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Research Terms of Reference Informing UNICEF’s ITS Programming JOR2002, Jordan (December 2020), V2

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Manual and Guideline
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2. Rationale

2.1. Background

A range of vulnerable out-of-reach communities (VOC) living in informal tented settlements (ITS) are found throughout Jordan, which include a majority of Syrian refugees5 . Those living in these settlements either choose to do so, moving within the country to access services or livelihoods opportunities6 , or live in them out of necessity, often unable to afford rent and shelter in more established urban areas7 . The informal nature of these settlements means that access to shelter8 , food9 , water, sanitation, health, education and other essential services is not officially established and often intermittent, making the communities a highly vulnerable population group. Further, VOC populations often fall outside relief response targeting communities staying in formally managed camps and within host communities.

In 2020, around half (55%) of the VOC population were under the age of 1814. Among households (HH) with school-aged children, 57% reported that no child was attending formal education, either as they lacked the funds to afford related costs (47%), or due to the distance or lack of transportation (25%), HH’s frequent relocation (22%) or child labour (18%). HH also had difficulties to meet food needs16, accessing health- and maternal care, as well as accessing water (20%) and having shelter- and WASH-related needs.

To address these needs, UNICEF Jordan focuses on the most vulnerable children, in policy engagement and advocacy as well as in programme management and service delivery. Their approach is vulnerability-based and aims to reach all vulnerable and marginalized children(age 0-18) in the country, regardless of status, ability or nationality. This approach includes six priority sectors, namely Education, Social Inclusion, WASH, Child protection, Youth Programmes and Health & Nutrition20. Education represents one third of the budget, followed by one fourth of the budget being spent on social inclusion programmes and nearly one fifth of the budget (19%) spent on WASH services and supplies. For the ITS populations, UNICEF focuses on the provision of Makani centers where children and adolescents can learn and thrive since 2018.

UNICEF also provides transportation to school, WASH services and supplies, educational kits, as well as COVID -19 related cash assistance, and more recently mobile clinics. At Makani centres, children and young people are supported by enhancing their learning outcomes through the provision of uncertified structured learning support services (literacy and numeracy), and skills-based services that aim to improve self-management skills, cognitive skills, social skills and joint action skills, as well as by providing structured and community-based child protection services and skills-building programmes.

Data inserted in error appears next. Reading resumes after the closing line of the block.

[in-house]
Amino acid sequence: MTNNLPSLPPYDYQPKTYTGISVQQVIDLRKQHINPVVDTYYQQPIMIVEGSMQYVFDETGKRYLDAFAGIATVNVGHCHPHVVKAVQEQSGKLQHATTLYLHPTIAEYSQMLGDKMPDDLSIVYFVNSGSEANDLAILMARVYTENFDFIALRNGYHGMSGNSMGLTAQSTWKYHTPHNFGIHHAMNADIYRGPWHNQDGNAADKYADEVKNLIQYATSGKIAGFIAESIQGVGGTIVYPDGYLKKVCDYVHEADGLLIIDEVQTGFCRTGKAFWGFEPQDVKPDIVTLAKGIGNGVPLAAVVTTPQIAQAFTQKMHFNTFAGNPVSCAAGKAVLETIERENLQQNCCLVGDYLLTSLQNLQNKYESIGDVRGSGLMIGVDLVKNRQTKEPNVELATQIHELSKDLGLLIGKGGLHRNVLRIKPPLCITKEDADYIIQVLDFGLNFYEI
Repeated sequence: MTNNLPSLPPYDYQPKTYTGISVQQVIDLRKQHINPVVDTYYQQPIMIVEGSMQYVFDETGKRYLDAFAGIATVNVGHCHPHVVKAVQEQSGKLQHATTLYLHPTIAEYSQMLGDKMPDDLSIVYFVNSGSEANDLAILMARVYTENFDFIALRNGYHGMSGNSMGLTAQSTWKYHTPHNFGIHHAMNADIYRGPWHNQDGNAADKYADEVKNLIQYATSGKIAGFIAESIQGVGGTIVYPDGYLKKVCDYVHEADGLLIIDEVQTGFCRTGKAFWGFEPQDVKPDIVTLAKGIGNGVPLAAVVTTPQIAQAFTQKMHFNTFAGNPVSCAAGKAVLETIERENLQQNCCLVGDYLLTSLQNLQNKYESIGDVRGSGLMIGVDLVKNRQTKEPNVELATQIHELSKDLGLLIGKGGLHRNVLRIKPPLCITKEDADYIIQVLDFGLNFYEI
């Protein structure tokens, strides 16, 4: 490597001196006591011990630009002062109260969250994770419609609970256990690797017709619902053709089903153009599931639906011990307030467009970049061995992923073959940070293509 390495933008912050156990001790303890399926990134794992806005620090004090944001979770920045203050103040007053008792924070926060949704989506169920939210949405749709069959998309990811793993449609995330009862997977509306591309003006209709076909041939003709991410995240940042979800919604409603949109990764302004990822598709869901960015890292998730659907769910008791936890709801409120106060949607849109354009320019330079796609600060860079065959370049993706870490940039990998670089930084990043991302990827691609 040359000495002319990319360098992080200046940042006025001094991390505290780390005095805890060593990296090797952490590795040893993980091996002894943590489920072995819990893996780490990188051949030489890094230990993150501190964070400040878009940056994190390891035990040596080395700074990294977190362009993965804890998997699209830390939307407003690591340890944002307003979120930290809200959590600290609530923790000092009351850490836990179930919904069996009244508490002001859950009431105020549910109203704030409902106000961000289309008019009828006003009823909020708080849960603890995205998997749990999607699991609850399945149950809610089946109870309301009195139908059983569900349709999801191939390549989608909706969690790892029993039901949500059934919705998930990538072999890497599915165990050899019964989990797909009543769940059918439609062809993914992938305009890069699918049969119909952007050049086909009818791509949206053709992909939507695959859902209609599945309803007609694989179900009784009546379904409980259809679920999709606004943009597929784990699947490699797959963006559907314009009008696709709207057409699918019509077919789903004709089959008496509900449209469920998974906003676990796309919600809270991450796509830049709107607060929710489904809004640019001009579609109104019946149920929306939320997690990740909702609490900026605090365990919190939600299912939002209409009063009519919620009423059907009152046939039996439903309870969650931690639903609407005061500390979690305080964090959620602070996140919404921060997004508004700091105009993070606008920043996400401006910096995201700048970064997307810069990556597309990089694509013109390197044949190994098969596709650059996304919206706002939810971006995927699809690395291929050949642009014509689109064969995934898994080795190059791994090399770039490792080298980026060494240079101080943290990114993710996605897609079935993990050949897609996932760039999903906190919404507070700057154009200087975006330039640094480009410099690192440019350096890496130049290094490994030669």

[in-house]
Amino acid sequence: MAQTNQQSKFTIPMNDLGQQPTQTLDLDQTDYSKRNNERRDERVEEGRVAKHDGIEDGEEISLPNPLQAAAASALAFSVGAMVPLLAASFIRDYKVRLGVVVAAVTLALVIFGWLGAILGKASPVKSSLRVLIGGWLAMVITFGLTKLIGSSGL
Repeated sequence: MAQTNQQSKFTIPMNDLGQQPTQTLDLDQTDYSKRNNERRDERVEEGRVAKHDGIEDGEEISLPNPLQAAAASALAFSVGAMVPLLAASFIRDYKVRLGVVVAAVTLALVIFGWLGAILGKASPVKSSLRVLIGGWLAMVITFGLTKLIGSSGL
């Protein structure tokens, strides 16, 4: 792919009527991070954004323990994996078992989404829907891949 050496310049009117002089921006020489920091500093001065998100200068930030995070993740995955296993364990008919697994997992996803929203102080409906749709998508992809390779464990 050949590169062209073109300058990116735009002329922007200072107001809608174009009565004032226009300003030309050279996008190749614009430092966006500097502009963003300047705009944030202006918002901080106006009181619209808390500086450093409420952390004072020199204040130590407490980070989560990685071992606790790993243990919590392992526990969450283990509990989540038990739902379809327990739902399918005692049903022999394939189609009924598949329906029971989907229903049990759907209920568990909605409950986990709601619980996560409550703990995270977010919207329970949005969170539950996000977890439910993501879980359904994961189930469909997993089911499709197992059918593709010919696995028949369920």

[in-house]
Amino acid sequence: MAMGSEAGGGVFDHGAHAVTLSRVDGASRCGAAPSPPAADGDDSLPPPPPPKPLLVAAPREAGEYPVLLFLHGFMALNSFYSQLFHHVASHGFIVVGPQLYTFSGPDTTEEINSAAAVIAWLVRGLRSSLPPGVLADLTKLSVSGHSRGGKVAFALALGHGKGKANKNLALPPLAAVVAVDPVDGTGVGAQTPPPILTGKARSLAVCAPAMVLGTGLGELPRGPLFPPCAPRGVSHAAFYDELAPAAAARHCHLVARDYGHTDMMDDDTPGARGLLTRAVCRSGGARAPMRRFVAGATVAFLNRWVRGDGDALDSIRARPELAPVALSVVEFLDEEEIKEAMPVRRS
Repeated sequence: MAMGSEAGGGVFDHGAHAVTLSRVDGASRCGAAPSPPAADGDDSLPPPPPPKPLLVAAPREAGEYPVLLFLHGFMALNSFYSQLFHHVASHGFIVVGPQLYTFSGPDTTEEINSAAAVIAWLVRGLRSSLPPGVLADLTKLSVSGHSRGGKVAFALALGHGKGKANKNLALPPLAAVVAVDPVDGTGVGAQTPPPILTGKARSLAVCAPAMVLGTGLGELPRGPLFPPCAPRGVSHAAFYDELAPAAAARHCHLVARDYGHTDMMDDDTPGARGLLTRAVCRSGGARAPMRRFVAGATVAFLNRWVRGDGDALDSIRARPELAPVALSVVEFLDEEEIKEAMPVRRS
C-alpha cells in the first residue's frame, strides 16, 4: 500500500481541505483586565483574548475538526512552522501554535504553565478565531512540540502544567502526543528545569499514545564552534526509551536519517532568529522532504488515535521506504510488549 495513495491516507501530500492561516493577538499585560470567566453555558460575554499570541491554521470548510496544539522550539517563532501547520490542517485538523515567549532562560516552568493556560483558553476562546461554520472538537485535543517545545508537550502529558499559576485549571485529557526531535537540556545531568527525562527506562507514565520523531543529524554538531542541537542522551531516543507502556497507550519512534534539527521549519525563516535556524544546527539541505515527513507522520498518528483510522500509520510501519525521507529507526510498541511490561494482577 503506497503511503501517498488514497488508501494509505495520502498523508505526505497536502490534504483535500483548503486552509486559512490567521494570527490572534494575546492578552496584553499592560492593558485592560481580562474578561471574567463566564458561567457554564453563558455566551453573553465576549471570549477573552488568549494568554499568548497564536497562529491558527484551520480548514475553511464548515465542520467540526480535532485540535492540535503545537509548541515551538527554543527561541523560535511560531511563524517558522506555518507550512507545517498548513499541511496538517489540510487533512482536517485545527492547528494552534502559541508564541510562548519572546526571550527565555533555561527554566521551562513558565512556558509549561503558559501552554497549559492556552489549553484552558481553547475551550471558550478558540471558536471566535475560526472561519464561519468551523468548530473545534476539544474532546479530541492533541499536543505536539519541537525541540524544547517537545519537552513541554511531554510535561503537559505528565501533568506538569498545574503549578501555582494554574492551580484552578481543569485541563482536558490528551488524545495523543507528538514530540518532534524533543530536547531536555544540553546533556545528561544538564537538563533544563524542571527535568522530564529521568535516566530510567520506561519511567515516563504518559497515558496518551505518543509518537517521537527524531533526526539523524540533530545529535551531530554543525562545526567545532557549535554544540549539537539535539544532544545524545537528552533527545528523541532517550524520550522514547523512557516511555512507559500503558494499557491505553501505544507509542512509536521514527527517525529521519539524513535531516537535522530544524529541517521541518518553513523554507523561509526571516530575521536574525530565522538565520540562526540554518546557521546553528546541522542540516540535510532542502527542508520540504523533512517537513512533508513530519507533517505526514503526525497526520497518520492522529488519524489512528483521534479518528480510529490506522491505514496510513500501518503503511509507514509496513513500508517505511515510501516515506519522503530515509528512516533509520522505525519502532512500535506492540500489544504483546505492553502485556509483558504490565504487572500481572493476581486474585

Makani centres also promotes early childhood development interventions and parent and child education programmes, as well as further child protection activities, such as community awareness sessions and building child protection community committees and serving as a base for referrals. Since the onset of the COVID-19 pandemic, UNICEF has conducted campaigns that introduced handwashing demonstrations and social distancing, distributed emergency hygiene supplies, provided technical and financial support for the Ministry of Education and provided materials and devices to support distance learning of vulnerable children without access to connectivity.

A multi-sectoral rapid needs assessment by UNICEF, UNHCR and WFP conducted in April provides a preliminary understanding of the impact of COVID-19 and associated governmental measures such as transportation restrictions, on VOC. The resulting main challenges were found to be reduced access to food, due to travel restrictions and increased food prices, increased spending of limited savings to meet basic needs, challenges of VOC in accessing health facilities and essential medicine, and challenges in ITS to access safe drinking water and improved sanitation during the curfew.

Furthermore, VOC reported challenges for the continuity of education, due to limited internet connectivity and difficulties in accessing government online learning strategies and protection issues, such as 17% of respondents in ITS reporting to have used emotional or physical violence against children.

The situation for VOC might have changed considerably since the outbreak of the COVID-19 pandemic, potentially affecting the sectors of education, livelihoods, WASH and health as well as both the needs of communities and the provision of support by humanitarian organizations.